China Construction Bank, the country’s second-largest lender, said its net profit rose 1.5 per cent in the third quarter, though at the cost of dipping into its buffers set aside to cover bad loans.
In the three months to September 30, CCB reported net profit of 60.7 billion yuan up from 59.8 billion yuan for the same period in 2015.
CCB also reported that it had kept a grip on its bad loans as a proportion of its total lending, declaring that its non performing loan ratio fell by 0.07 percentage point in the third quarter to stand at 1.56 per cent.
The average NPL ratio for China’s banking industry in the first half of this year was 1.78 per cent, based on regulatory data.
Nomura analysts said in a report earlier this month that they expect the pace of growth in non-performing loans at Chinese banks to slow, but that the length of time required to digest or dispose of impaired loans to be longer than had been expected.
However, to achieve its increase in net profit and improved NPL ratio, China Construction Bank allowed its bad loan buffer to fall below the regulatory minimum. The bank’s ratio of allowances to non-performing loans was 148.78 per cent, below the required 150 per cent.
Bank of China’s bad loan buffers dipped below 150 per cent in the first quarter of this year, as did ICBC’s in the first and second quarters.
The International Monetary Fund’s acting director for monetary and capital markets, Ratna Sahay, said in Hong Kong on Wednesday that Chinese banks need to build up greater buffers against bad debt to cover potential further losses from loans.
Few observers have confidence in the headline non performing loan figures announced by mainland banks.
The increase in profit at CCB was attributed to a reduction in expenses rather than increasing top line revenue.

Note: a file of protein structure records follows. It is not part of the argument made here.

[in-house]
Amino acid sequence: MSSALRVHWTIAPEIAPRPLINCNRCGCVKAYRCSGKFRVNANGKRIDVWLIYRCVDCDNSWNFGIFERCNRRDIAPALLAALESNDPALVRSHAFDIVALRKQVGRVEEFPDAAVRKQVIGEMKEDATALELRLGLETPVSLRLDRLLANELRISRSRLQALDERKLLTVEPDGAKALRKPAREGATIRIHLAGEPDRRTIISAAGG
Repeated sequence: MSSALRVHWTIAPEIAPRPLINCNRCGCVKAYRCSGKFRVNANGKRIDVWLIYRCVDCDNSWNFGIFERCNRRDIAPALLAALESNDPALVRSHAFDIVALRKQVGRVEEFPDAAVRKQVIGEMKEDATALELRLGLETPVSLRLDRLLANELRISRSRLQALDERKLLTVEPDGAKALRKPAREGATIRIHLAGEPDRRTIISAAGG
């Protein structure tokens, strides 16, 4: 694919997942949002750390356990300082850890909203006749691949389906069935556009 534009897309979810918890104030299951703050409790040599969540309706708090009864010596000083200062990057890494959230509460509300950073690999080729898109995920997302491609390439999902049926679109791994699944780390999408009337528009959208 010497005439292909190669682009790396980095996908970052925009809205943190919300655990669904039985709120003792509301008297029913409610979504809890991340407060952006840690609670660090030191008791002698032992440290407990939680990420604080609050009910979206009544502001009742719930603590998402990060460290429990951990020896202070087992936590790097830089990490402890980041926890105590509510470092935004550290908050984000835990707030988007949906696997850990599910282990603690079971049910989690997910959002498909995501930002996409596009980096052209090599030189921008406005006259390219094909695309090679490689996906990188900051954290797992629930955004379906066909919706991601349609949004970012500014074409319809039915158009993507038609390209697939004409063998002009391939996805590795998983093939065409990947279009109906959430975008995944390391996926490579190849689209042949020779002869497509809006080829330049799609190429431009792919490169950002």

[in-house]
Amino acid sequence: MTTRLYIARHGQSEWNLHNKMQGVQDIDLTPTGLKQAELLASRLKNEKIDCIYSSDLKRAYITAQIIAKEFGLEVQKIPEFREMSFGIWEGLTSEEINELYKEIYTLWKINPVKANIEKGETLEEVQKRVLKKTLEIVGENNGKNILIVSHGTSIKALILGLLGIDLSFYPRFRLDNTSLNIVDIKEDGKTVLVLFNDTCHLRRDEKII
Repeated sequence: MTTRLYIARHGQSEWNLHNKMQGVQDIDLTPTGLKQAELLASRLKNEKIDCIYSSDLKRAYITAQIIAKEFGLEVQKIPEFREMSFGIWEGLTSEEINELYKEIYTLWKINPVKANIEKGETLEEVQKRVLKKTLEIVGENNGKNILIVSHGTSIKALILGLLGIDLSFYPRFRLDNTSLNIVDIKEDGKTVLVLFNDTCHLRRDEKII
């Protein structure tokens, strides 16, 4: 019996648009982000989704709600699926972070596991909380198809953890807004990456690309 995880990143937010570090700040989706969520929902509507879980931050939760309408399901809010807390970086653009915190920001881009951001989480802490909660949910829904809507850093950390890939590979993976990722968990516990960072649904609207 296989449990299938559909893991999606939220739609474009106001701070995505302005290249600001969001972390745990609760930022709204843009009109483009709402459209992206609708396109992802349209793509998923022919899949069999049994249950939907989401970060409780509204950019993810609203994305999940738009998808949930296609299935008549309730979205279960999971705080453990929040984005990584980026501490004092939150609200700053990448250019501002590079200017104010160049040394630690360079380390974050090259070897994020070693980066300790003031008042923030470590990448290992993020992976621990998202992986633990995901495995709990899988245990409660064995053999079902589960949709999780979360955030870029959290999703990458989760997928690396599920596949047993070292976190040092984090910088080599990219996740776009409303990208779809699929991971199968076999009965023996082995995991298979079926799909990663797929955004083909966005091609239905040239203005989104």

CCB’s net interest income fell by 9.7 per cent in the third quarter from the prior quarter, while fee and commission income ticked up 0.3 per cent.
With traditional interest income under pressure from low interest rates, mainland banks have been trying to identify other sources of growth, and it had been hoped that this might come from fee and commission income.
“Agency insurance service, wealth management products and custodial business grew rapidly, and products such as credit cards and electronic banking achieved sound growth,” CCB said in a statement to the Hong Kong stock exchange, referring to the first nine months of the year.
However, fee and commission income only grew by 4 per cent.
CCB’s shares fell for the third straight day in Hong Kong on Thursday to close at HK$5.67, down 0.9 per cent.
China Construction Bank is the second of China’s “big five” banks to report their third quarter earnings. On Wednesday Bank of China reported that its net profit rose by 2.4 per cent in the third quarter. Agricultural Bank of China, Industrial and Commercial Bank of China, and Bank of Communications are due to announce their quarterly results on Friday.